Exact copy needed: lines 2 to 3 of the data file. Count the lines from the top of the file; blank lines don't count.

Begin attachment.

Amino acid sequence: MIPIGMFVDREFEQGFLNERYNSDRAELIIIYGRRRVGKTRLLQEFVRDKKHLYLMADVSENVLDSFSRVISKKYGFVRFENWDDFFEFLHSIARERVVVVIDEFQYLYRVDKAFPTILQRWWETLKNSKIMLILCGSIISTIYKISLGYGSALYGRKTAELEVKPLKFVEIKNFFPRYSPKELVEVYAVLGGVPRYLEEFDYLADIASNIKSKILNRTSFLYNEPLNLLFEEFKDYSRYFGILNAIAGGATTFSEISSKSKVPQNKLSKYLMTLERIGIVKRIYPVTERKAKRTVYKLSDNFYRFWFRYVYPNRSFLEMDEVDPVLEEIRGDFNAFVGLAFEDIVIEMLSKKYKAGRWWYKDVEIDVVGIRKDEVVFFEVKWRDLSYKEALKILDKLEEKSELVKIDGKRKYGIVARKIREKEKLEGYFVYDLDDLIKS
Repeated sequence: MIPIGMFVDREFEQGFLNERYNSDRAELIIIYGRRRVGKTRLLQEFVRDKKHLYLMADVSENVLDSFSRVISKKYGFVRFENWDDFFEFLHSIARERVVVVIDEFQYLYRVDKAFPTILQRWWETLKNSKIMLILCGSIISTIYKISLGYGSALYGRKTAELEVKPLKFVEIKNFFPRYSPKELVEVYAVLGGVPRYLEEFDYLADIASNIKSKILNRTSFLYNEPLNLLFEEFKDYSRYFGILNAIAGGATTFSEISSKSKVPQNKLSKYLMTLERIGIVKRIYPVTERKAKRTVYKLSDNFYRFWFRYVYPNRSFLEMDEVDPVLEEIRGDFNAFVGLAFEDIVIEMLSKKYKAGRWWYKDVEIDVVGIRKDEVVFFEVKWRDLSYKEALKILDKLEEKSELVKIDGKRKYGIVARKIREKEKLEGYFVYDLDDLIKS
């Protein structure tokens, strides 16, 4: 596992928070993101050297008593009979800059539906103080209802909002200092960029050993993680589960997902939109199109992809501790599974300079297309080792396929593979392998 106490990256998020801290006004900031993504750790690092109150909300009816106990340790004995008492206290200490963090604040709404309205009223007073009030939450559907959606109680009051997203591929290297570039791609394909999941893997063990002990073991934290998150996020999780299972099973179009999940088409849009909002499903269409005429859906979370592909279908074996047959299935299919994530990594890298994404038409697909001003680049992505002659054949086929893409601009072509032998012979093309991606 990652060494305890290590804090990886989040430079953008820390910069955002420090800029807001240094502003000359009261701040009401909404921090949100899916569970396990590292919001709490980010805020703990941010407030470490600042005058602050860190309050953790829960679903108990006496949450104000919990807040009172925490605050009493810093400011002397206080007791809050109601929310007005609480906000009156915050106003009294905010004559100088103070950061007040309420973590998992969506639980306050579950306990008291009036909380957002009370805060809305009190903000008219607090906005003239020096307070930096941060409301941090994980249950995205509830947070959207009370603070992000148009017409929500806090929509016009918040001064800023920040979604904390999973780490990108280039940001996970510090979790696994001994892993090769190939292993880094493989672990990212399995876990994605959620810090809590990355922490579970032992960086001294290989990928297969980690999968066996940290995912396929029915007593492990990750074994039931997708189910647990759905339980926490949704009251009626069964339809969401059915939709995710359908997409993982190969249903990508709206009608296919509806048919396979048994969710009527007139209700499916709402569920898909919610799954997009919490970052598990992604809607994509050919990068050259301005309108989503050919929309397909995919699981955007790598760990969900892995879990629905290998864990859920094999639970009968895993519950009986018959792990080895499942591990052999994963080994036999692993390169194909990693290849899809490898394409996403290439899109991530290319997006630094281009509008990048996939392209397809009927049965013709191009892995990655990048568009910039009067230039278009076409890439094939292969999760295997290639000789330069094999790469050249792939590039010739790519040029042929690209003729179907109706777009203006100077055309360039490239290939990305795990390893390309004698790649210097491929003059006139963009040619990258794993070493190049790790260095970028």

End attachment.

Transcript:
Repeated sequence: MIPIGMFVDREFEQGFLNERYNSDRAELIIIYGRRRVGKTRLLQEFVRDKKHLYLMADVSENVLDSFSRVISKKYGFVRFENWDDFFEFLHSIARERVVVVIDEFQYLYRVDKAFPTILQRWWETLKNSKIMLILCGSIISTIYKISLGYGSALYGRKTAELEVKPLKFVEIKNFFPRYSPKELVEVYAVLGGVPRYLEEFDYLADIASNIKSKILNRTSFLYNEPLNLLFEEFKDYSRYFGILNAIAGGATTFSEISSKSKVPQNKLSKYLMTLERIGIVKRIYPVTERKAKRTVYKLSDNFYRFWFRYVYPNRSFLEMDEVDPVLEEIRGDFNAFVGLAFEDIVIEMLSKKYKAGRWWYKDVEIDVVGIRKDEVVFFEVKWRDLSYKEALKILDKLEEKSELVKIDGKRKYGIVARKIREKEKLEGYFVYDLDDLIKS
């Protein structure tokens, strides 16, 4: 596992928070993101050297008593009979800059539906103080209802909002200092960029050993993680589960997902939109199109992809501790599974300079297309080792396929593979392998 106490990256998020801290006004900031993504750790690092109150909300009816106990340790004995008492206290200490963090604040709404309205009223007073009030939450559907959606109680009051997203591929290297570039791609394909999941893997063990002990073991934290998150996020999780299972099973179009999940088409849009909002499903269409005429859906979370592909279908074996047959299935299919994530990594890298994404038409697909001003680049992505002659054949086929893409601009072509032998012979093309991606 990652060494305890290590804090990886989040430079953008820390910069955002420090800029807001240094502003000359009261701040009401909404921090949100899916569970396990590292919001709490980010805020703990941010407030470490600042005058602050860190309050953790829960679903108990006496949450104000919990807040009172925490605050009493810093400011002397206080007791809050109601929310007005609480906000009156915050106003009294905010004559100088103070950061007040309420973590998992969506639980306050579950306990008291009036909380957002009370805060809305009190903000008219607090906005003239020096307070930096941060409301941090994980249950995205509830947070959207009370603070992000148009017409929500806090929509016009918040001064800023920040979604904390999973780490990108280039940001996970510090979790696994001994892993090769190939292993880094493989672990990212399995876990994605959620810090809590990355922490579970032992960086001294290989990928297969980690999968066996940290995912396929029915007593492990990750074994039931997708189910647990759905339980926490949704009251009626069964339809969401059915939709995710359908997409993982190969249903990508709206009608296919509806048919396979048994969710009527007139209700499916709402569920898909919610799954997009919490970052598990992604809607994509050919990068050259301005309108989503050919929309397909995919699981955007790598760990969900892995879990629905290998864990859920094999639970009968895993519950009986018959792990080895499942591990052999994963080994036999692993390169194909990693290849899809490898394409996403290439899109991530290319997006630094281009509008990048996939392209397809009927049965013709191009892995990655990048568009910039009067230039278009076409890439094939292969999760295997290639000789330069094999790469050249792939590039010739790519040029042929690209003729179907109706777009203006100077055309360039490239290939990305795990390893390309004698790649210097491929003059006139963009040619990258794993070493190049790790260095970028």